Indeed, watching Mike Myers' inaugural bow as the furry-chested, thawed-out British spy-out-of-time in 2020 feels less like a time warp and more like being knocked over the head only to wake up in a completely different world. After all, modern movie culture is currently besotted with attempts to capitalize on newly acquired IP, or attempts to continue to finally profit on IP that's already been proven lucrative; big-budget studio comedies simply don't exist anymore, and you're lucky to find an indie-funded knee-slapper that doesn't concern itself with (extremely serious voice) the changing nature of relationships, or (slightly more lighthearted voice) the awkward complications of adolescence. When's the last time you went to the movie theater pre-pandemic and watched a grown man put another man in a headlock in a restroom stall, demanding he tell him who number two works for?
Yeah Baby! Behold the Powerssaince
Austin Powers is surprisingly timeless. Hear me out.
It's equally amazing that Austin Powers itself inspired its own lucrative cinematic universe spanning two more increasingly expensive and questionably watchable sequels. Beyoncé was in one of these movies, which says a lot about Beyoncé's level of fame at the time as well as just how culturally present the Austin Powers franchise was through the mid-2000s. All three of these films—the original, The Spy Who Shagged Me, and Goldmember—are on Netflix for streaming as we speak; I haven't watched Goldmember in quite some time but remember it not quite fondly. The Spy Who Shagged Me has held up considerably poorly as well, with myriad regurgitated gags from the first film and needless levels of comic escalation between Dr. Evil and his newly acquired sidekick Mini-Me (the late Verne Troyer).
But despite the failures of these sequels, the charm of Austin Powers is...somehow...still...there. I know! Surprising, right? But as it turns out, the original still brings the belly laughs without an ounce of reservation. Part of this is because the film's concept is surprisingly airtight while also remaining quite loose: what begins as a collection of quasi-parodic reflections of spy-movie tropes gradually unfolds into a critique of the sexism that pervaded the James Bond franchise as well as myriad copyist attempts to replicate its success. Austin eventually realizes he's a man out of time (not unlike—stay with me here—Tony Soprano's own witnessing of his dominant era slipping out of his grasp), while his sidekick Elizabeth Kensington (Elizabeth Hurley) handles much of the heavy work spy-wise to flip the Bond films' own subjugation of its female characters.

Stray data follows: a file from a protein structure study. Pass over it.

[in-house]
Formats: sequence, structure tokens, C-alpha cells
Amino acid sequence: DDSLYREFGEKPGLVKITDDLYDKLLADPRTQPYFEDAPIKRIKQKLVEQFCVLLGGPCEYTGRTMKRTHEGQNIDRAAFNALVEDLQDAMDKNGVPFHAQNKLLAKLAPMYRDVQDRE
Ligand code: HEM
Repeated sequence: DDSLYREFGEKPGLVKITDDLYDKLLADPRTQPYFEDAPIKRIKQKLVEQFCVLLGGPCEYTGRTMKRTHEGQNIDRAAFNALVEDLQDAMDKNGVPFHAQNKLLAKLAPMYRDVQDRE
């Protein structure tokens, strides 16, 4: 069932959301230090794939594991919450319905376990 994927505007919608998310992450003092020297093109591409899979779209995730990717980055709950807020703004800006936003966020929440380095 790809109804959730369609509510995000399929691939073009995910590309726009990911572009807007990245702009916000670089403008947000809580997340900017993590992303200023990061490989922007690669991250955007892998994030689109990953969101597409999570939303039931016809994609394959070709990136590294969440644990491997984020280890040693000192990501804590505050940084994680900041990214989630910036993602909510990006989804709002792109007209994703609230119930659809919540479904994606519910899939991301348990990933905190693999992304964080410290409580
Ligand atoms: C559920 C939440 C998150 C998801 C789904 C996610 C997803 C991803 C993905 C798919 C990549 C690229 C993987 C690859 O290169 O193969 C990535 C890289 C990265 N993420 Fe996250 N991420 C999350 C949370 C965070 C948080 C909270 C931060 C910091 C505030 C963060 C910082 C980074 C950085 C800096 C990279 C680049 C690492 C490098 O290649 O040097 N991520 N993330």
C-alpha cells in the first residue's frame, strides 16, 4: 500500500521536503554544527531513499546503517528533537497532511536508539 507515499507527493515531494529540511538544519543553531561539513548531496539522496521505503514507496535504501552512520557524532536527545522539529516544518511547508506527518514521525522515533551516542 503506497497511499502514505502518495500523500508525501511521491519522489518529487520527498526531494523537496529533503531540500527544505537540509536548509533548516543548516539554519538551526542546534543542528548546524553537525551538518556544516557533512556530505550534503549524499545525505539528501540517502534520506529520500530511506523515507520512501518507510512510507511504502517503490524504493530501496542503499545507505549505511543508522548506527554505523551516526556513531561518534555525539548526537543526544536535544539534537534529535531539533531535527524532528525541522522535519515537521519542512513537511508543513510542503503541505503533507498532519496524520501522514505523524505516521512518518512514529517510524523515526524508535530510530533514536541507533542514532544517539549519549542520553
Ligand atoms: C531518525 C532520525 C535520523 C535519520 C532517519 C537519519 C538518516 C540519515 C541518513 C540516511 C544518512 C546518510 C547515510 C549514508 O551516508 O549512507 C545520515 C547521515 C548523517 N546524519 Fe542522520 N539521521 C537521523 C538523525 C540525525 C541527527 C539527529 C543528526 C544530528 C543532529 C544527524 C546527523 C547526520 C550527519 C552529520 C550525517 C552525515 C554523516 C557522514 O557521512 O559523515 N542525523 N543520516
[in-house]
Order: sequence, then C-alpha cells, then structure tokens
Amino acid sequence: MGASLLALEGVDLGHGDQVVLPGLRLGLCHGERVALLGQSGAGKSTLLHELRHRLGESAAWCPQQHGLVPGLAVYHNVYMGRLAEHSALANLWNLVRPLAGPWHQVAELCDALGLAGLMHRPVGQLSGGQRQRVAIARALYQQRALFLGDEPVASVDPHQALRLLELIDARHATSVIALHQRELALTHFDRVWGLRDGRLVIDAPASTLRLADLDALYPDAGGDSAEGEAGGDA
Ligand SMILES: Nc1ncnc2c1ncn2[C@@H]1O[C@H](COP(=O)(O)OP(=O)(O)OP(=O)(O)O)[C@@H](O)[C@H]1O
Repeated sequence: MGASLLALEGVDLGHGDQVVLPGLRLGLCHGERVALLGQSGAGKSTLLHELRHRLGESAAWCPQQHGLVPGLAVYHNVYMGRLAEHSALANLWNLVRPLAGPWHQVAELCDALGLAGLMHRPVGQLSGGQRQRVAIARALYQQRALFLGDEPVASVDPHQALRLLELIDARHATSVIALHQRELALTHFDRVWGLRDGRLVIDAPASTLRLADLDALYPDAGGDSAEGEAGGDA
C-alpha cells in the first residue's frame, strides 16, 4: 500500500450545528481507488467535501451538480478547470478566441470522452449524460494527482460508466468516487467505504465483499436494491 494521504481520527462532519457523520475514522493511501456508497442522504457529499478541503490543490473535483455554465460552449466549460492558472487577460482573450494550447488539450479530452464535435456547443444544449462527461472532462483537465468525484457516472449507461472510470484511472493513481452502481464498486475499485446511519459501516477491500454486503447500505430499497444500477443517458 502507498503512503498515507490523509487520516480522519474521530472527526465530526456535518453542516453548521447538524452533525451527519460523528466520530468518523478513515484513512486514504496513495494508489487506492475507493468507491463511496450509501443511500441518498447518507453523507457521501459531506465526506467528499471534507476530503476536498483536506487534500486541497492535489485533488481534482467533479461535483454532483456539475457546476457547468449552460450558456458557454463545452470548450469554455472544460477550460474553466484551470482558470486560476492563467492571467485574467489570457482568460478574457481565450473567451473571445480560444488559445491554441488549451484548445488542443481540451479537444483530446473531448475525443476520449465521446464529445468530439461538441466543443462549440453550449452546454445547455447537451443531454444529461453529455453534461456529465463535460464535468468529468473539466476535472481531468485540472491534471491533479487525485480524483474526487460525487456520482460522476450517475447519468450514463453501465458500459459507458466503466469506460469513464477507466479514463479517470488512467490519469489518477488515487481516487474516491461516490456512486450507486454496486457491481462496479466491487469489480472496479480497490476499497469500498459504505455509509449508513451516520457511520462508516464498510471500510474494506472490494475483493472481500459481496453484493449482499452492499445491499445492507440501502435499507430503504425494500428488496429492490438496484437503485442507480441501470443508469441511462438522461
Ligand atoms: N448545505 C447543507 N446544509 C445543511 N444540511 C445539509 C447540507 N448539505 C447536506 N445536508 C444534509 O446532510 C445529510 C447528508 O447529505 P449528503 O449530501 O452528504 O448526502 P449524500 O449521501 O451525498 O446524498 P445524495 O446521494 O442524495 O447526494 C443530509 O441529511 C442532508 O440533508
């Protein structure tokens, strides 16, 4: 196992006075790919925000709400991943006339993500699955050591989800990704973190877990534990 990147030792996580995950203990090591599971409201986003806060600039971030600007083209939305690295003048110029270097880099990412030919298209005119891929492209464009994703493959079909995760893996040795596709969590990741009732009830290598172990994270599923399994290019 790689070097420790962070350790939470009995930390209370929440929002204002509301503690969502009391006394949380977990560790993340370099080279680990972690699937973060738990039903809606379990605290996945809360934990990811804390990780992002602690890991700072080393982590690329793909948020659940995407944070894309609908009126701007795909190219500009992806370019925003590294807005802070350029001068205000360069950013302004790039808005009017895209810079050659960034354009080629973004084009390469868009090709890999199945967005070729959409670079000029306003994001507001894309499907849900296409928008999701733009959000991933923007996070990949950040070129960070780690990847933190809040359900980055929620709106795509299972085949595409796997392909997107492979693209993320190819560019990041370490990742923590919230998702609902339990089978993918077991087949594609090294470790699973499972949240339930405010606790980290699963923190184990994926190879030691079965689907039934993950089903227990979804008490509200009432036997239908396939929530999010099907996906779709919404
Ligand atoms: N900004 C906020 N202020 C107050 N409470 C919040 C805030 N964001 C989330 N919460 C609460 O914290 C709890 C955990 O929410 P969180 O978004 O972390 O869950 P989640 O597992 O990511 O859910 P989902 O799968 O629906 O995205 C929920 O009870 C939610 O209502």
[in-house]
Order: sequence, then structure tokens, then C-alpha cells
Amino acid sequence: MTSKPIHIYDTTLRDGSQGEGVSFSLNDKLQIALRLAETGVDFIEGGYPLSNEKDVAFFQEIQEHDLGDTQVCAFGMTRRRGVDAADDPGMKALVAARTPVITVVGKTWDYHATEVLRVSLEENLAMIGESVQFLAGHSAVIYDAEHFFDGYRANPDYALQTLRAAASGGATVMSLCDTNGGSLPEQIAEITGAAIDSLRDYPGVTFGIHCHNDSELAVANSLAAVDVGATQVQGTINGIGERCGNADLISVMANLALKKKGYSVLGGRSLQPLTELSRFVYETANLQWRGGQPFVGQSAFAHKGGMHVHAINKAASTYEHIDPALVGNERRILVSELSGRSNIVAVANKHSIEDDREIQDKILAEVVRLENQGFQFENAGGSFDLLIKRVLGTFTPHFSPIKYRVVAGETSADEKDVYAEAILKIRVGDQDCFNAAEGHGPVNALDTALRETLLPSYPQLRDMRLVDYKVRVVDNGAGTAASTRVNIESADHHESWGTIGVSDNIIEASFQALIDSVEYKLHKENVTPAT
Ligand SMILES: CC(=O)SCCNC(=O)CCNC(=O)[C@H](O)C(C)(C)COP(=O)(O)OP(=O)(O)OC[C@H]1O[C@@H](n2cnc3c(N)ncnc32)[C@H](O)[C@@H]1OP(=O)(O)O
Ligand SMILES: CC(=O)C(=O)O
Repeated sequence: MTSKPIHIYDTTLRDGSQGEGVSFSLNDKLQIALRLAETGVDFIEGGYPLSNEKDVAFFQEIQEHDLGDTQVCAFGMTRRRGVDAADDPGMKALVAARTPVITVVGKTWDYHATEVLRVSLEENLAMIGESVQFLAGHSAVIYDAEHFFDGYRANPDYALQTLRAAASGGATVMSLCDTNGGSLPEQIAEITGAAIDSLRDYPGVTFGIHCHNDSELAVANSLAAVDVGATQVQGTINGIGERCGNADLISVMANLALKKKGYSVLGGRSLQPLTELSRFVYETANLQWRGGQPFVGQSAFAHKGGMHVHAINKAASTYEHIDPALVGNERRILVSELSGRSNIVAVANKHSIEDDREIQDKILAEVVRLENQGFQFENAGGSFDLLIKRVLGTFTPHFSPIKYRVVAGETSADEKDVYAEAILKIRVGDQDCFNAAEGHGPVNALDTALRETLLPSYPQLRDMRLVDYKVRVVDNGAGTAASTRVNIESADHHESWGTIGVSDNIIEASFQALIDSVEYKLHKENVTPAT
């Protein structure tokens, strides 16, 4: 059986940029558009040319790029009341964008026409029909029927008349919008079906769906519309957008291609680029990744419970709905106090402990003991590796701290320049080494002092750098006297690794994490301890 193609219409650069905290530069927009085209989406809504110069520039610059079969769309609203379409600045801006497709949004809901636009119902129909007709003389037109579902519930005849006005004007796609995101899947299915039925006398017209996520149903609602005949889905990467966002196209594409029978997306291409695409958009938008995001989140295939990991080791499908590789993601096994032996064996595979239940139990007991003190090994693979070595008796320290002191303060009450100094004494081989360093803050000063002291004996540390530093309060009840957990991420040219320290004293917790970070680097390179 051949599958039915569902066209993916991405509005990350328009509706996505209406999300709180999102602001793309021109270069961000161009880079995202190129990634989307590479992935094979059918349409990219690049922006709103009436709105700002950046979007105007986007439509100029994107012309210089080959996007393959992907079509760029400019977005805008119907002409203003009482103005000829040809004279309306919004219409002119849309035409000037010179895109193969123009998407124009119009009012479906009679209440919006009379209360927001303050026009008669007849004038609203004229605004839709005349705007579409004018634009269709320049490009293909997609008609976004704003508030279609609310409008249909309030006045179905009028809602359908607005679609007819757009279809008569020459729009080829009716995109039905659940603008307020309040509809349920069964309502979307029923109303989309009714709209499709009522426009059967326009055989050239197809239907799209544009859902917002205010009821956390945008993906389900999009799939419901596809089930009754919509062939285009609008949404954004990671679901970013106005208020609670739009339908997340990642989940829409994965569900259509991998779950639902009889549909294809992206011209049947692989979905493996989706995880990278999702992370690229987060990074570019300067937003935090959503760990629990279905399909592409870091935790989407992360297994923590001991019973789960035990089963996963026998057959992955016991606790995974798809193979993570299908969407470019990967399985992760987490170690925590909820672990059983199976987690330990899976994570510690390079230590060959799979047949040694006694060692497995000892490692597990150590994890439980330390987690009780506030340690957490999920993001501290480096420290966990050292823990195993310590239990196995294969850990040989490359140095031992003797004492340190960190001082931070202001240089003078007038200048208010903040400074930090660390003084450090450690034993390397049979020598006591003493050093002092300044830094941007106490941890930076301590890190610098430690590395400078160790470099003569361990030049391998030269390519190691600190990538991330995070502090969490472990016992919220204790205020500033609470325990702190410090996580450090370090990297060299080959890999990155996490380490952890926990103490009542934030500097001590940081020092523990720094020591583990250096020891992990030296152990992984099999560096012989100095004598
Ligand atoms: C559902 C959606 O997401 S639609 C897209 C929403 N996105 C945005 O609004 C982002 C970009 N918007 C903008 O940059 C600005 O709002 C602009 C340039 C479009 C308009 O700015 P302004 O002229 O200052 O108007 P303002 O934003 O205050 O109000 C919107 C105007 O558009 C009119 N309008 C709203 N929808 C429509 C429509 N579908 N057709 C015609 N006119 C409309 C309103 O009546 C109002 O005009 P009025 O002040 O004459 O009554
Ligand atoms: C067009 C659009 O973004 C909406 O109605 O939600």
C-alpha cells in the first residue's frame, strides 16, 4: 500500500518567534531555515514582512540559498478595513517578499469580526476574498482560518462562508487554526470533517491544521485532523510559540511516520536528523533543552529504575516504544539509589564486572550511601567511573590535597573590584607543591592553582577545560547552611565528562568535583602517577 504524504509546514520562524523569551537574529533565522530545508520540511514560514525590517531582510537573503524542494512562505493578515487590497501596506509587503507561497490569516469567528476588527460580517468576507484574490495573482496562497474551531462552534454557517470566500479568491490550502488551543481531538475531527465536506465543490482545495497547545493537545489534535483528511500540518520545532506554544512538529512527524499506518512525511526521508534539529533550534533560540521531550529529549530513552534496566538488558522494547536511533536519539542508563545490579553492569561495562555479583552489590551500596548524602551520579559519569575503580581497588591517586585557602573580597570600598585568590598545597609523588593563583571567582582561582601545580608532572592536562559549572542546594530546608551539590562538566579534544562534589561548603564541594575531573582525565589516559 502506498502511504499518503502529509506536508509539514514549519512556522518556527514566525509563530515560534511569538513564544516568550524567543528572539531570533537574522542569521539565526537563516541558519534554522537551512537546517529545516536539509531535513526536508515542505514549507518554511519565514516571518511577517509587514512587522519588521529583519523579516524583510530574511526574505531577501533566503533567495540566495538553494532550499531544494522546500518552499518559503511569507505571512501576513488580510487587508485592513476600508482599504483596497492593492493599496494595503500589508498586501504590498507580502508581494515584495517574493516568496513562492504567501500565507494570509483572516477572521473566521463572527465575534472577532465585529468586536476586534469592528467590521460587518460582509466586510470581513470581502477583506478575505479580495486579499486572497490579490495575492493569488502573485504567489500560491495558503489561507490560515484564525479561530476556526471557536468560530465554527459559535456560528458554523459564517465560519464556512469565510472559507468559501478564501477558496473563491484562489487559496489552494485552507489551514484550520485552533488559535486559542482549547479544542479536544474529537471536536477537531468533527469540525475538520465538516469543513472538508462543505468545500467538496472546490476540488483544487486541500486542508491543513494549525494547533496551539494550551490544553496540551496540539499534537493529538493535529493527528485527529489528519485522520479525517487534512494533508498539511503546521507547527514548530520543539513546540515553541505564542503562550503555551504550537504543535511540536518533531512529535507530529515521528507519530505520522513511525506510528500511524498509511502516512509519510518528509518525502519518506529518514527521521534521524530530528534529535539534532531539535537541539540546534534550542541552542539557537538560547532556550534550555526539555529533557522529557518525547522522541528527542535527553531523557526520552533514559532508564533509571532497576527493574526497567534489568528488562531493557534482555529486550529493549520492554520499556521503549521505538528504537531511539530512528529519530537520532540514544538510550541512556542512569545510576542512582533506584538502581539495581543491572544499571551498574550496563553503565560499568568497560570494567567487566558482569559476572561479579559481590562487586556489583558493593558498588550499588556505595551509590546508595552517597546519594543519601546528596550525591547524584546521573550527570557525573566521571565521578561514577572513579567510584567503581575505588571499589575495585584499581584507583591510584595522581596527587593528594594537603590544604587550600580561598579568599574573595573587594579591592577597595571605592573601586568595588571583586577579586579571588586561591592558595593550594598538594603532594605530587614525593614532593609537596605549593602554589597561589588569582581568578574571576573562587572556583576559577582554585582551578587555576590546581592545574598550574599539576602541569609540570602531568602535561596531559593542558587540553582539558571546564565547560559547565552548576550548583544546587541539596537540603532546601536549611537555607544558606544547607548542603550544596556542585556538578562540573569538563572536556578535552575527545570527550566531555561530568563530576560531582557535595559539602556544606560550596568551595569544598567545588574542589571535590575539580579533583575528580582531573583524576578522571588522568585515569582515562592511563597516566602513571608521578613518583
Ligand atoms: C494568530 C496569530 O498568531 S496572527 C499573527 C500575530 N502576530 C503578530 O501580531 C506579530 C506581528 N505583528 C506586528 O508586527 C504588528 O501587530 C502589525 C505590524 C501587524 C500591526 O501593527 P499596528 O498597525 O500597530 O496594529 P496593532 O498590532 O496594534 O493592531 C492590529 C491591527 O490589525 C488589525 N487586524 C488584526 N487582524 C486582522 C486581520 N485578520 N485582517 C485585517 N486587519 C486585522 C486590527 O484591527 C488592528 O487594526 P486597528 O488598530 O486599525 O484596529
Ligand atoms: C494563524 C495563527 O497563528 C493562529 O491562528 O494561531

Of course, these subtle-to-not-so-subtle critiques of eras past dissolved in the following two films, but you don't even need to treat the first Austin Powers as a rich text to enjoy it right now. It's a comedy that's indicative of an era in which comedies were pumped out simply to put people in theaters, meaning that for every dated or problematic joke that might cross the bow of your funny bow there's at least two or three more sight gags, double entendres, or one-liners that will likely land with you even if you don't want them to. Watching a movie like this right now is like putting your car on cruise control and remaining unconcerned about the speedometer just to the view along the way. It's dumb fun, but what's wrong with having fun anyway?